Kielce is a relatively large city and is the most visited city in the province of Swietokrzyskie in terms of tourism. Much of this is owing to its religious significance as one of the most heavily affected Jewish centres in the Second World War. The Jewish population has very few living inhabitants from that era owing to old age and the holocaust. From the end of the nineteenth century, the Jews which had previously been persecuted and lived in poverty took control of the city’s industrial development.

The city is seen as a strong industrial centre between Krakow and Warsaw, the success of which is owing to the minerals and iron mined from the Holy Cross Mountains. The development was moulded by religion and mining therefore and led to the gradual movement from churches to municipal buildings that took place throughout the Middle Ages. Despite the impact of the Second World War the Old Town retains an official feel mixed with some interesting architecture.

The surrounding woodland and mountains were home to much of the Polish resistance and partisan fighting, but are now more popular for outdoor pursuits such as walking and skiing. The records of the area are of it being a meeting point for the trade of locally caught game for other produce, hunting is still popular in the region and various tour operators run trips into the wilderness.


Cycling – The city itself is built among the Holy Cross Mountains and has several smaller peaks within its walls. The highest is Telegraf Hill at 409 metres and makes up the most exerting leg of the city’s many different [ cycle routes]. Bicycles can be hired easily in the city, most hostels or tour operators will be able to point you in the right direction. Ensure you get a helmet included in the hire as driving is on the right and the drivers are not always as considerate as they should be towards cyclists.

Skiing – There are six major resorts nearby to Kielce, each offering hire, lessons and such like, [ Widelki] being one of the most popular. Snow cannons are used to create artificial ski runs, but the conditions are said to be some of the best in central Poland. The mountain ranges of Oblegorski, Tumlinski, Maslowski and Lysogorski can also be explored by foot and there are around 30 different routes starting in the city. Some can be explored without expensive equipment although the more challenging climbs can be dangerous.

National Museum in Bishop's Palace – The Bishop’s Palace is one the most famous galleries of Polish paintings and is surrounded by meticulously kept gardens. The collection includes treasured works from the seventeenth and eighteenth centuries as well as some interesting furniture, tapestry and a separate collection of military artefacts.

[ Homo Homini Monument] – The monument, unveiled on 11th September 2006 commemorates those who died in the New York terrorist attacks five years earlier. It is unusual in that the structure depicts the event itself, shying away from the common symbolism that is often employed for such installations. The city saw one third of its Jewish population murdered at the Treblinka death camp and subsequent “Kielce Pogrom” that saw 40 holocaust survivors murdered at the hands of the Polish police in 1946. It is for these reasons that the city feels particular sympathy for the events of 2001.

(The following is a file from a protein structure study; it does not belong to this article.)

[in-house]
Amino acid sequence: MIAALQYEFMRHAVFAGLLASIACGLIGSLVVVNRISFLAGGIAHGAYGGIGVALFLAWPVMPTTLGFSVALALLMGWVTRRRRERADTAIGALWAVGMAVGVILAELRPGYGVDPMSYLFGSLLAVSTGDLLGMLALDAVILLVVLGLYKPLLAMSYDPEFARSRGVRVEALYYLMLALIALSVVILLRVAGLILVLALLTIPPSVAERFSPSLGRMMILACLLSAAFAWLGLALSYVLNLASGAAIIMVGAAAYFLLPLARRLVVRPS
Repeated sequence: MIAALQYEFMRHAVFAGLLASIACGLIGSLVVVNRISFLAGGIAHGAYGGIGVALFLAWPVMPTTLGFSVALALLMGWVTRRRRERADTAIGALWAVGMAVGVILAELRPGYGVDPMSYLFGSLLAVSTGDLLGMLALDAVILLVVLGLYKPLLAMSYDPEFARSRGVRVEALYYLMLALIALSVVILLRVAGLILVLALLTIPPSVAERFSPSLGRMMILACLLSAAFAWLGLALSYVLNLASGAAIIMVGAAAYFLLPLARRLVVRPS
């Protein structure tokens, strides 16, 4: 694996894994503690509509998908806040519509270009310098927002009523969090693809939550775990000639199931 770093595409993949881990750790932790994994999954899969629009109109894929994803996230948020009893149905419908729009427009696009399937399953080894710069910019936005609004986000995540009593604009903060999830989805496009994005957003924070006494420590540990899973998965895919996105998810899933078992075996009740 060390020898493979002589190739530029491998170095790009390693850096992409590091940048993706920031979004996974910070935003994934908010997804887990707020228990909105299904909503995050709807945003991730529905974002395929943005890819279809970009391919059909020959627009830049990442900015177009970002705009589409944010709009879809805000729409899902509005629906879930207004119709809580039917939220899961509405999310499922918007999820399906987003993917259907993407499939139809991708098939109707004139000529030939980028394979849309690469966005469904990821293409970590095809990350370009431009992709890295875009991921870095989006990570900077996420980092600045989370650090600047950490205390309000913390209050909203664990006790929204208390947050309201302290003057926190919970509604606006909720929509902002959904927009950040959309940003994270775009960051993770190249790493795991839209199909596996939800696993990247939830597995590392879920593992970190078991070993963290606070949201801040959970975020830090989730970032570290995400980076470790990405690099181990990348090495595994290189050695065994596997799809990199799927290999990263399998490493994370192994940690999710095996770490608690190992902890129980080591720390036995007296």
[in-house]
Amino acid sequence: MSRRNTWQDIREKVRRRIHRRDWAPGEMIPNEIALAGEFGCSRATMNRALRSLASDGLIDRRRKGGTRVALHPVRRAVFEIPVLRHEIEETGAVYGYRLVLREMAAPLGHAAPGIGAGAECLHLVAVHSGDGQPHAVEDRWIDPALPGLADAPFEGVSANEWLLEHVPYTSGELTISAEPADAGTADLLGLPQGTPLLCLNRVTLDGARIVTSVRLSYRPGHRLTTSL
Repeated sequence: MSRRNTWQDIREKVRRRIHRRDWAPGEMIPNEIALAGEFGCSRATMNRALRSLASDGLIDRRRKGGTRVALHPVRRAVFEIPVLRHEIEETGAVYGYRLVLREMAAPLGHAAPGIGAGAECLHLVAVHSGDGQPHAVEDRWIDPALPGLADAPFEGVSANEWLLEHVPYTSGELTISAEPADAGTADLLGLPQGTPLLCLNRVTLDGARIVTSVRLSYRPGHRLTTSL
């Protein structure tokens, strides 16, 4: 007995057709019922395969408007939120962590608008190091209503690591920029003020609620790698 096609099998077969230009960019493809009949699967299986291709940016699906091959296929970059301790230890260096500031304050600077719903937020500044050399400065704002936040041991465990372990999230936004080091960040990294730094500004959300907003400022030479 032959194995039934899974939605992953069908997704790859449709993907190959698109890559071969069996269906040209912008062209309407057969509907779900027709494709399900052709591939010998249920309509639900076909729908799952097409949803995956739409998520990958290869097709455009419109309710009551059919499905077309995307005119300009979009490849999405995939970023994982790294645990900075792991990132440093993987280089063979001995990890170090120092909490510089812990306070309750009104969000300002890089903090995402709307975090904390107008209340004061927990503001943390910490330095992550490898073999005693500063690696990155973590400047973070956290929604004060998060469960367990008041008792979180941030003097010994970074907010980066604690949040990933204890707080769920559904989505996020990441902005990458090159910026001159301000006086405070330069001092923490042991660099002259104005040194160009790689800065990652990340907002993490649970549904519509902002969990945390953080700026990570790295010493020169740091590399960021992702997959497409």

The brightly decorated buildings of Sienkiewicza street make up the main shopping parade and include various department stores and boutique outlets. The Wersal Hotel has been converted to a mall style building and holds various fashion and electronic shops and a few restaurants. Pasaz Swietokrzyski is set to be the prize of the region, set to open in December 2006 it will be home to all manner of retail outlets and modern entertainment centres.

Nightlife and Eating Out

Kielce mainly offers simple traditional cuisine, which is unlikely to leave you massively excited. The dishes are on the whole fairly bland and consist of little more than some combination of meat, potatoes or something dough-based. The eatery behind the palace is a straight forward example of this but the atmosphere is usually decent and the staff very good. Most of the larger hotels have restaurants which serve interesting interpretations of European dishes. [ Kielce Cultural Centre] holds concerts, plays and ballets and operas. There is a revolving stage and seating for nearly a thousand, making this one the city’s most popular venues and is certainly the place to go for a dose of culture. More upbeat nightlife spots are Manefesto and Siodme Niebo, the latter having dancers as well as a DJ. Club Hormon is the largest venue and has decent house and techno djs performing regularly. The crowd is generally friendly and the bouncers operate “face control” to keep out the riff raff, it is probably best to wear something smart therefore. A number of the hotels also have discos, although the clientele tends to fairly seedy and are not really of much interest if you’re planning a night out on the town.

Tourist Information

Tourist Information CentreRynek 1, Kielce, 25-303

  • Telphone:+48 041 367 6436


[ Lodz Airport] is the nearest international airport to Kielce and offers flights to major tourist destinations across Europe, many of which are provided by budget airlines. Lodz is reachable by train or road although the journey takes over 3 hours at the best. Once in Lodz there are public buses which link the city and the “Kaliska” train station to the airport, you must take a taxi from the “Fabryczna” station. [ Warsaw Frederick Chopin Airport] serves far more destinations and can be reached far quicker as the train only takes half an hour from Kielce and regular buses connect central Warsaw to the airport.